Yahoo! announced their Q4 '09 earnings on Tuesday, making their best effort to portray a 4% year over year decline in revenue as a signal of a turnaround. While that certainly beats the 12-13% declines Y! saw earlier in '09, there are still troubling numbers deeper in the report and in RKG's data. The big number that jumps out is a 15% Y/Y decline in search advertising revenue. From Yahoo:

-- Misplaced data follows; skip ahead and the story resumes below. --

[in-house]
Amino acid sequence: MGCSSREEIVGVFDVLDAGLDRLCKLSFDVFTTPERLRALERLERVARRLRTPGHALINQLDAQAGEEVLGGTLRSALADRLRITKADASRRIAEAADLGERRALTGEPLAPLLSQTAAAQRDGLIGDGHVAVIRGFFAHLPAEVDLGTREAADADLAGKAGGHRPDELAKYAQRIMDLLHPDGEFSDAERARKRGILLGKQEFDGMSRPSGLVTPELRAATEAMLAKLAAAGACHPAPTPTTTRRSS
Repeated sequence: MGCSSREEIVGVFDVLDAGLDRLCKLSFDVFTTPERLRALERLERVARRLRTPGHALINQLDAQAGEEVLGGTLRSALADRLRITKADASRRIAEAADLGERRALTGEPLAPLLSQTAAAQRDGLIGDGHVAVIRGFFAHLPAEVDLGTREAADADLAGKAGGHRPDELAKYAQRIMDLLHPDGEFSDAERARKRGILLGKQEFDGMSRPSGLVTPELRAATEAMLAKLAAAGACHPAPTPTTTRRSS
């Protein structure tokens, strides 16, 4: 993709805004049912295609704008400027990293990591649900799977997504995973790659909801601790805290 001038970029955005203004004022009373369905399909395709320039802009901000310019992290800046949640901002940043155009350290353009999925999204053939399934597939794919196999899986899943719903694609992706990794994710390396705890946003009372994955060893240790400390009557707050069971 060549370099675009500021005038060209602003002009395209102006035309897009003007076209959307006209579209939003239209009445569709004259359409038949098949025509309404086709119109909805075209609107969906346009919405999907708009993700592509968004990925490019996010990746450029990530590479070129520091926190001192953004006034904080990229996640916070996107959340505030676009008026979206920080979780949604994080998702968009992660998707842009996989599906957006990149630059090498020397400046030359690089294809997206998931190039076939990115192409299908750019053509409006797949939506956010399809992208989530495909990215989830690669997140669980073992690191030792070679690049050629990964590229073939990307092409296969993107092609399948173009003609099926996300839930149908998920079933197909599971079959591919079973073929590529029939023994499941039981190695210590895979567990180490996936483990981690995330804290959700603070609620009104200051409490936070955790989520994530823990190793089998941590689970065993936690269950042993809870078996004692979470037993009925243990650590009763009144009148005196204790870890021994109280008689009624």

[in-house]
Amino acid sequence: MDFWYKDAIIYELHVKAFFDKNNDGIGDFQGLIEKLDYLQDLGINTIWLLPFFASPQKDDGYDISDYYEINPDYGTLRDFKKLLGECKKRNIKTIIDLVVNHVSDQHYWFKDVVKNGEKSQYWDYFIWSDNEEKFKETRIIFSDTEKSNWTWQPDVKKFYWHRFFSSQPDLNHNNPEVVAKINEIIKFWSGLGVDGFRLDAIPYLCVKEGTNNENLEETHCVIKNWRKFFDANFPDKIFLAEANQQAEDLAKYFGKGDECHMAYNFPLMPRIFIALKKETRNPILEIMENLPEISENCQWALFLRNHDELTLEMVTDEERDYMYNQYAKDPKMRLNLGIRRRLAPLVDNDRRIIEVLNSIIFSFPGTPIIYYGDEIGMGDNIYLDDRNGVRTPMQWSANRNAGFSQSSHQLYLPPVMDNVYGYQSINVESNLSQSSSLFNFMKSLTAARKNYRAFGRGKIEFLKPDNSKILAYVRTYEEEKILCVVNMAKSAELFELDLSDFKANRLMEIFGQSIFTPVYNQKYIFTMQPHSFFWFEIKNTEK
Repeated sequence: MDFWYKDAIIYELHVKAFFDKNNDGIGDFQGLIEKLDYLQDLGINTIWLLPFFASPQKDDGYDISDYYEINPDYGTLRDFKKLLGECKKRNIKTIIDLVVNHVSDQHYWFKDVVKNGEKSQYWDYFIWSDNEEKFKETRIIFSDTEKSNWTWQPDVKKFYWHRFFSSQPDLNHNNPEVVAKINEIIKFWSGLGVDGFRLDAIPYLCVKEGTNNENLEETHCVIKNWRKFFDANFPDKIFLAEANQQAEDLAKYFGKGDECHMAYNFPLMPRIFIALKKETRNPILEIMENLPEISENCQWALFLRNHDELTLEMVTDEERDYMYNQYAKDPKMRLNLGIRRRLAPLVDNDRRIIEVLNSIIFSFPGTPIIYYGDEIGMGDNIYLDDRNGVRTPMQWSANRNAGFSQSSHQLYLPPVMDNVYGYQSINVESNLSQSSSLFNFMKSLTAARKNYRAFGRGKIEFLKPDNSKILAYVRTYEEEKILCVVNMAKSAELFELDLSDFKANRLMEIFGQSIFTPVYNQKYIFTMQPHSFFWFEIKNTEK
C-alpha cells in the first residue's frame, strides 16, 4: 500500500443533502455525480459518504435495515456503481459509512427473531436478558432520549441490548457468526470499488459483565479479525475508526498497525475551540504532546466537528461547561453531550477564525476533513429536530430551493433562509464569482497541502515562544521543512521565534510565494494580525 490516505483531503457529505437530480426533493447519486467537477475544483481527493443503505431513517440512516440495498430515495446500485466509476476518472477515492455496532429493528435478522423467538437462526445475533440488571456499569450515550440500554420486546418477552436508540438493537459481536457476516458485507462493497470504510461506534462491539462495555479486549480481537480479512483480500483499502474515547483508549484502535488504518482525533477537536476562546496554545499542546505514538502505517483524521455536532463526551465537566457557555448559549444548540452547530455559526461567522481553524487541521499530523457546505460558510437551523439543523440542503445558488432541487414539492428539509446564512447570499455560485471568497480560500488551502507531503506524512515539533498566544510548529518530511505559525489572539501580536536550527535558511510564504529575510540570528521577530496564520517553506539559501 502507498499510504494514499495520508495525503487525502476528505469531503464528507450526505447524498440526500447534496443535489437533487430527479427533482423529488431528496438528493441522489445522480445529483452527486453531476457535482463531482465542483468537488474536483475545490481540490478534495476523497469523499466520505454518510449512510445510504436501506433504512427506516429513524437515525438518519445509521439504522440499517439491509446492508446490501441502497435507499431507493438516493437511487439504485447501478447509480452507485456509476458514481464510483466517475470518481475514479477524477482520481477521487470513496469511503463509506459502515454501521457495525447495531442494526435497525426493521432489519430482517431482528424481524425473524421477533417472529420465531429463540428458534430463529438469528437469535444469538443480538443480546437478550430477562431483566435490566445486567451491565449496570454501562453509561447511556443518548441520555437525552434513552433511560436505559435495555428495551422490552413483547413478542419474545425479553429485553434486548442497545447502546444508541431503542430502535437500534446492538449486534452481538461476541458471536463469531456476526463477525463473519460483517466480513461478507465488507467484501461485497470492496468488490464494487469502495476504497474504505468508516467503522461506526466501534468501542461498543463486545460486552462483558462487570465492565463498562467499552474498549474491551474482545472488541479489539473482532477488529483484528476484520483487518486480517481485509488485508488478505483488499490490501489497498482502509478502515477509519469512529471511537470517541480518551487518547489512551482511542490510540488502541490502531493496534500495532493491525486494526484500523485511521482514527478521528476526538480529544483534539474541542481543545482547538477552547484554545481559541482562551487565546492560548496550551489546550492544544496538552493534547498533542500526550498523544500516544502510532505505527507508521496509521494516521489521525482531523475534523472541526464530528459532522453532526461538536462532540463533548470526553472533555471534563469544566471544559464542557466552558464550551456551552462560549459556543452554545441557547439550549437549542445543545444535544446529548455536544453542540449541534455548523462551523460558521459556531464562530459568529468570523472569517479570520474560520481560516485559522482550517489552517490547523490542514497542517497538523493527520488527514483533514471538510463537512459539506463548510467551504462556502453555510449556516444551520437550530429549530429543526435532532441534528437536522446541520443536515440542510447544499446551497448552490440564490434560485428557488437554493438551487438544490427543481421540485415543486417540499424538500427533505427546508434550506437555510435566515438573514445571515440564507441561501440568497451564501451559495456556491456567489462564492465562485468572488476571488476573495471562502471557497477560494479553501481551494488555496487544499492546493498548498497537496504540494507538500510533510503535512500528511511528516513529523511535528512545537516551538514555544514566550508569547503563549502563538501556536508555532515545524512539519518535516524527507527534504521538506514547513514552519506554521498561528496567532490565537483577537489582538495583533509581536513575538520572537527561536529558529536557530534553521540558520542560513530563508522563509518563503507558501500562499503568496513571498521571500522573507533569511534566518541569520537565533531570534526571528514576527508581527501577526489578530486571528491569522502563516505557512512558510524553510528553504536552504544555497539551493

Marketing services revenues from Owned and Operated sites were $971 million for the fourth quarter of 2009, a 9 percent decrease compared to $1,063 million for the same period of 2008. The decrease was primarily driven by a 15 percent decline in search advertising revenue and a 1 percent decline in display advertising revenue.Results from a basket of RKG clients are in line with that figure with a spend decline of 20% across Yahoo and its partners in Q4. By comparison, RKG's spending on Google rose 14% Y/Y. While a general improvement in the economic environment helped all three engines' Q4 numbers, Yahoo continued to bleed share to Google and Bing at a fairly steady rate according to our data: Interestingly, Yahoo's reported numbers were bolstered by a relatively impressive 6% Y/Y lift in revenue from affiliate sites. While they don't break out specifics, it stands to reason that a big portion of that revenue is from Yahoo! Partners on search. It's unclear if the 15% decline in search advertising revenue includes the partner results; If so, it's an even more impressive gain, but one with not so obvious costs. To Yahoo's credit, they have offered advertisers the ability to block poorly performing partner sites for some time now; however, if most advertisers are not parsing their data this finely, the expansion of Yahoo! Partners with lower and lower quality traffic will continue to drive down ROI and ultimately spend on Yahoo O&O sites where the bulk of their revenue potential is. Advertisers and agencies taking advantage of Yahoo's partner exclusions (like RKG) benefit from this scenario through reduced competition in bid auctions and lower CPCs. Good for our clients, bad for Yahoo. Fortunately for Yahoo, this effect is likely to diminish over time as more advertisers wise up to just how much money they are throwing away to poorly performing partner traffic. Yahoo has also made a smart move recently by improving advertisers' ability to manage bids on their network. In addition to the existing all-or-nothing exclusions, we can now apply a percentage bid adjustment to partner traffic. This is a very welcome move and the benefits should flow both ways in the long run.
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